Is it Better to Adopt or Buy A Bird, Parrot (+How to)

Is it Better to Adopt or Buy A Bird, Parrot (+How to)

A 7 minute read by Eddie Waithaka

#birdrescue #parrotrescue

Dang, this is a dicey😓😨, somewhat icy🥶 conversation we are about to have!

See, in all honesty, there is no one way that is better than the other when it comes to adopting or buying a pet bird, more so parrots.

Both situations are classic catch twenty-two, each with its fair share of pros and cons.

I know from face value (and a humane perspective, to say the least), adopting a bird seems like a no-brainer and the best way to go.

Besides, the maths will favor you, especially if you adopt the bird at no cost because the alternative would be everything and pricey.

Pet birds (particularly parrots🦜) come at a sufficiently hefty price.

However, there is a whole lot of an adopted bird's life you will have missed, which might make all the difference.

You could get a well-raised and socialized parrot whose owner can no longer take care of for whatever reason, but you might also land on a mistreated hence guarder feathered kid with all kinds of behavioral issues.

On the flip side, pet stores and breeders will offer you a young bird at a hefty price that you'll need to teach everything from scratch.

You will also have to deal with a pubescent hormonal birdie, which could ruin your love for birds forever.

Well, too much of this intro, let's get to the nitty gritties of adopting a bird versus purchasing one. Hopefully, by the end of this post, I will have made your decision a lot easier.

Why You Should Adopt Your Pet Bird

Perhaps the reason most people would choose to adopt a bird (parrot) instead of buying one is that they are good, noble, and responsible members of society.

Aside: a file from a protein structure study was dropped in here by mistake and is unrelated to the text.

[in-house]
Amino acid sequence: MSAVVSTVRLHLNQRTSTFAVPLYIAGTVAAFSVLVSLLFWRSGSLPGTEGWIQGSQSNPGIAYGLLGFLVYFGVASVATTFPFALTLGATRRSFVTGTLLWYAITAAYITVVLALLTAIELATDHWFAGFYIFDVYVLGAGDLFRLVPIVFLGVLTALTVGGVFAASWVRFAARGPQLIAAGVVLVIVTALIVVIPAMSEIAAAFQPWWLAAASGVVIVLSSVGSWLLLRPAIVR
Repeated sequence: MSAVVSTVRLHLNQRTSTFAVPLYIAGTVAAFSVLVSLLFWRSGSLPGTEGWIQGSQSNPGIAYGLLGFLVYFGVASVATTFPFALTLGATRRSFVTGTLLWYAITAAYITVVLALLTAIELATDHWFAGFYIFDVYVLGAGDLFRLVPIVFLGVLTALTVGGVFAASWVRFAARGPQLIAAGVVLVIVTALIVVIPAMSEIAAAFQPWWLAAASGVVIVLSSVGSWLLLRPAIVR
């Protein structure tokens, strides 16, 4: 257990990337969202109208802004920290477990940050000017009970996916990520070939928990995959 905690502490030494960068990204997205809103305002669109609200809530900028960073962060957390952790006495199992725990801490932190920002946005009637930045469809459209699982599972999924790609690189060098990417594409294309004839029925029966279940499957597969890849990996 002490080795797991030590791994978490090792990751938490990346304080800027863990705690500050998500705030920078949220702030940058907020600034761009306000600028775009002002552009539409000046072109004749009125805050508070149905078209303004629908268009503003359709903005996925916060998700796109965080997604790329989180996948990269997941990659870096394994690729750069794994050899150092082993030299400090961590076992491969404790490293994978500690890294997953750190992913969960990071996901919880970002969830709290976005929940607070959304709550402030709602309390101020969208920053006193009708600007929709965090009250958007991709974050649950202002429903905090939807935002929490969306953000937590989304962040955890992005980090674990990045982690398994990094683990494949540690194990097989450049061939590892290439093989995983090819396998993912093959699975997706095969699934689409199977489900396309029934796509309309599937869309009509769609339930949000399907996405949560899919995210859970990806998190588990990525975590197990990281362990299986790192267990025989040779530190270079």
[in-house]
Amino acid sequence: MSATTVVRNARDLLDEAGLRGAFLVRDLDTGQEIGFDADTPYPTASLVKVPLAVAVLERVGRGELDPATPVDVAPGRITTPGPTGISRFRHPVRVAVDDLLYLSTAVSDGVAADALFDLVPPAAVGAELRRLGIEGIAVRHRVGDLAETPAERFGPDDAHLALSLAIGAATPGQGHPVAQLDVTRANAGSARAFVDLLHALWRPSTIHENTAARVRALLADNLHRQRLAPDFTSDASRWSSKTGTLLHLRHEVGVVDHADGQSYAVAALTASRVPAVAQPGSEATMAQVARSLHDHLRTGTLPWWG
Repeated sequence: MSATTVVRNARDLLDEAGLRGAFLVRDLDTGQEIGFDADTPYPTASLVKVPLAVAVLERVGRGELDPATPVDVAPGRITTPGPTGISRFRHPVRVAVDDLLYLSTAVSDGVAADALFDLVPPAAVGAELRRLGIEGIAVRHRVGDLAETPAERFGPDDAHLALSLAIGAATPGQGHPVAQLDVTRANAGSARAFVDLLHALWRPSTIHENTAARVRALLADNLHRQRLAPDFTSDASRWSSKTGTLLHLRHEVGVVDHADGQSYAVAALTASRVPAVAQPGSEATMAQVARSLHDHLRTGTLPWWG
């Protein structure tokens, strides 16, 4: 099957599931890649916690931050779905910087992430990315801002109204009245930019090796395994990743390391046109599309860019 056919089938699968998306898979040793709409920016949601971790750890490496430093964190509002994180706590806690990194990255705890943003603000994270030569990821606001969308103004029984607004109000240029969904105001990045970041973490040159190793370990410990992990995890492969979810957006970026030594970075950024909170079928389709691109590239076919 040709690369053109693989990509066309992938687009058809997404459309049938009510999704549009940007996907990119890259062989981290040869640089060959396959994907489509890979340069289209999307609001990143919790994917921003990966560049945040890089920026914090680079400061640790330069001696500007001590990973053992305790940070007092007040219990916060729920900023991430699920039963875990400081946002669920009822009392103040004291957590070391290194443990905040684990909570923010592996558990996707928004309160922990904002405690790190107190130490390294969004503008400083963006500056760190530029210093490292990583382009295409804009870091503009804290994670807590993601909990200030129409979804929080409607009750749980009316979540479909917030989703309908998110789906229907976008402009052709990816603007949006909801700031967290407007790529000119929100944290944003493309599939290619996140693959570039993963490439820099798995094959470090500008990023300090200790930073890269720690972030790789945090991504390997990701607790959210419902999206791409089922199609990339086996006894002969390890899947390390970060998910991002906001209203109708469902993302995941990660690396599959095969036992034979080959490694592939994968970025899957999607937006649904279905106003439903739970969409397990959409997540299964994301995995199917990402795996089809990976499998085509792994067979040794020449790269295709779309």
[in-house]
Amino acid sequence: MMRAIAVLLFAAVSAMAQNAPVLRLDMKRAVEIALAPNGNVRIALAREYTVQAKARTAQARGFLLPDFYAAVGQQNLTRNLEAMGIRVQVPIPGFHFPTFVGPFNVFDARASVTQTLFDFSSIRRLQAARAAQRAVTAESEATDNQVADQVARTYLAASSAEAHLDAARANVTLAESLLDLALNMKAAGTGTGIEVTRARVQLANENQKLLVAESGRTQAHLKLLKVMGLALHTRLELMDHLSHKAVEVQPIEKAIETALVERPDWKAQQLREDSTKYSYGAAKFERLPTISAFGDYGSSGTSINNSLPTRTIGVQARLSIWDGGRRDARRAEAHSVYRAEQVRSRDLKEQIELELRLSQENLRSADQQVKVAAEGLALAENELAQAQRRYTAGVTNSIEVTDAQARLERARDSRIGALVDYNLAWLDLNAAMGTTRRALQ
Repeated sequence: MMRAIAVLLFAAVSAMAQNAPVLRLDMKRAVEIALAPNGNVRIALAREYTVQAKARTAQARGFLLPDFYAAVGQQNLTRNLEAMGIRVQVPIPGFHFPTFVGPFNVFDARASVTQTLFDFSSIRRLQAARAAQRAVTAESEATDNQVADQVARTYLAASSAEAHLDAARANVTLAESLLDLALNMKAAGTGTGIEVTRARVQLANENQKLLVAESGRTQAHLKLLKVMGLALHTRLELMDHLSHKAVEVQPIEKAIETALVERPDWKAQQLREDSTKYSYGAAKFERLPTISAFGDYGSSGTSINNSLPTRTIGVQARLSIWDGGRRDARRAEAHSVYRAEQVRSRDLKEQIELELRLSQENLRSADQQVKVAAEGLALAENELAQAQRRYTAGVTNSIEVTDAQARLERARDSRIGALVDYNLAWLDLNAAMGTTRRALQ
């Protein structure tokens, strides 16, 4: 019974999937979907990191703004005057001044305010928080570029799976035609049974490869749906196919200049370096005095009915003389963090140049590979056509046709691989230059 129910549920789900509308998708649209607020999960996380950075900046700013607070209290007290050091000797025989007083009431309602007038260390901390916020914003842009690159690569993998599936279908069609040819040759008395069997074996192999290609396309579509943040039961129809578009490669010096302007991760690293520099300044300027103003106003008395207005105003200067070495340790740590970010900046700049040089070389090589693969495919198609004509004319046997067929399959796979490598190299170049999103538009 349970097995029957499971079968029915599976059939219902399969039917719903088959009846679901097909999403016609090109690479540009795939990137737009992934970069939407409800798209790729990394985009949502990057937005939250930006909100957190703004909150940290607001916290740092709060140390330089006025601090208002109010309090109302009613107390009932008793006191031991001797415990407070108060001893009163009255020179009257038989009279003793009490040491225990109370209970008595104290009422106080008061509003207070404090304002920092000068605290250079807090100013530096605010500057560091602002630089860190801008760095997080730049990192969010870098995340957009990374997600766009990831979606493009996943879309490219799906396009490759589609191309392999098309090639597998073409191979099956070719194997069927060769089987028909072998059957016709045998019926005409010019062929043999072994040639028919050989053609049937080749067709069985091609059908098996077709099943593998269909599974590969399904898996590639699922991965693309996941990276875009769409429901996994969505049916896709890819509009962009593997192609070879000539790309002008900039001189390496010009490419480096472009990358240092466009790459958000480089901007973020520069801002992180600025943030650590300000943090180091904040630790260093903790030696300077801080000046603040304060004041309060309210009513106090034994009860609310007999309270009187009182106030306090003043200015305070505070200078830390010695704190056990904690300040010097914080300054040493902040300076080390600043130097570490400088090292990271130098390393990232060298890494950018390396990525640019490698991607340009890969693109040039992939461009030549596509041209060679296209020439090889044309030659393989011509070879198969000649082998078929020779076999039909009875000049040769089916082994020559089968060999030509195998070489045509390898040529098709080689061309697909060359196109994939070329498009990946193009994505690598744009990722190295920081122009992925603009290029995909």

Choosing to take care of a live bird that would otherwise be living in an unfit environment not only improves its quality of life, it might also be what helps it live to its full potential in the first place.

Your somewhat trivial deed has some wave effect as well because it frees up cage space at a rescue for one more bird to be saved from a bad situation.

See, although most parrots that need rehoming do not come from bad backgrounds but from owners who, for some reason, can not continue caring for their pet (mostly from old age and ailment), they need love and affection regardless.

Plus, we can't overlook the fact that some birds owners deliberately neglect their parrots, and the world needs people like you to save these cute, cuddly feathered babies.

Another reason you may want to consider adopting a bird (though secondary) is you'll get to save not very few dollars.

Most pet birds, more so parrots, cost upwards of 20 dollars, and the larger, more beautiful, and talkative birds like African grey parrots may easily set you back 120 dollars (plus), US.

As well, when you take the adopt-a-bird way, you won't have to deal with your parrot's puberty, which is when most people give up on them.

The birds you get will most likely have already developed an independent personality, talking abilities, and skills, thus easier to interact and bond with.

Adopted juvenile or adult birds will also have a fully developed plumage and colors, so you will have a clear idea of the countenances of the bird you are getting.

Nothing sucks more than getting a budgie that you thought was blue in color, and in a year or so, it turns out to be yellow or whatever color (this is on a light note, don't🚫 judge👩‍⚖️👨‍⚖️ me💁‍♀️💁‍♂️).

However, adopting a grown bird does not come without its fair share of cons.

Perhaps, the most glaring is when you land on a parrot that is not well socialized and has developed awful behaviors, such as biting, scratching, destruction, self-mutilation, territorial and all-around, bad attitude.